The Project House – Custom Trim update

January 25th, 2014

I should title this post “Mr. Project is the most amazing person, I’ve ever met. Lets see all the beautiful things he’s created for this house” But it got kind of wordy there at the end ;) . But seriously, Mr. Project is so incredibly talented and hardworking, and I’m thrilled that we’ll be able to see his handiwork all around us in this new house. He did nearly all the millwork/trim/carpentry in this house, needless to say, he hasn’t been sleeping much.

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When we designed the house, I wanted an entry way that had door portals so you felt you were actually inside of a room instead of a wide hallway. I also wanted a formal room right off the entry for a piano (which we don’t have yet), and a little seating area.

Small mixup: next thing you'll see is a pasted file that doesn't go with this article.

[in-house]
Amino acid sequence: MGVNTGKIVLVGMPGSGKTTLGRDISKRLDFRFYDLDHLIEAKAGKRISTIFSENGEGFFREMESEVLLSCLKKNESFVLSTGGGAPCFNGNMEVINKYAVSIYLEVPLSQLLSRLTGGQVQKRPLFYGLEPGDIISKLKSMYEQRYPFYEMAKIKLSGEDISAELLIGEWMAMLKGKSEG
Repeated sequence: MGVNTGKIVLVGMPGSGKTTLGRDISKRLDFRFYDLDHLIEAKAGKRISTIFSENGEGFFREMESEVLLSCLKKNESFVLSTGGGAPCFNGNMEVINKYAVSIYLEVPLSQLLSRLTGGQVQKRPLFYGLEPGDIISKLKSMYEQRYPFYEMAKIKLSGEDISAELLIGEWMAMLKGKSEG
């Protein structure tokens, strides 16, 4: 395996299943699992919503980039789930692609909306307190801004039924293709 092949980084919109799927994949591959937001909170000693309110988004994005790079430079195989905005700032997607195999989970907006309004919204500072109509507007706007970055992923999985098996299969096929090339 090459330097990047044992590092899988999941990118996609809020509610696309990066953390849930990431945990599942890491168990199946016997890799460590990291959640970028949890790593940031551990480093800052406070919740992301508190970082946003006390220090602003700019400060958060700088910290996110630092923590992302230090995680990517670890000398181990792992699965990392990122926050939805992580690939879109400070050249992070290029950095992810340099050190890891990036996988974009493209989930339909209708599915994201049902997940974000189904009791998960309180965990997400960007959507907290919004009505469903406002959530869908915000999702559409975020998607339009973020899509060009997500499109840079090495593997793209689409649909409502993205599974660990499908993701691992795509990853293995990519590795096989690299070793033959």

I thought about having columns built out to separate the spaces, but decided that columns were more formal than the look I was going for. I wanted to keep things simple, okay maybe simple isn’t the word, I wanted to keep all the lines very concise and all the trim work very flat. So a lot of detail, but simple detail. Instead of columns I went with trimmed out portals, so the trim work is all around you when you walk through. I carried this portal idea throughout the main floor, and all of the portals are 18″ deep.

Mr. Project installed all of the trim in the entryway, including the “tongue and groove”  ceiling. This tongue and groove has a big “V” groove at the seams.

Our front door is one of my favorite features of the house. We had seen a similar door in a home being built, but it had stain glass “X”s. I actually found that door at Simpson Doors, and I had my door provider price out the sourced door, and a custom built door, and the custom built door was about 25% cheaper than the pre-made one. The only difference was that the “X”s would be made of wood. It turned out so lovely, and so much a statement piece. I love it so much.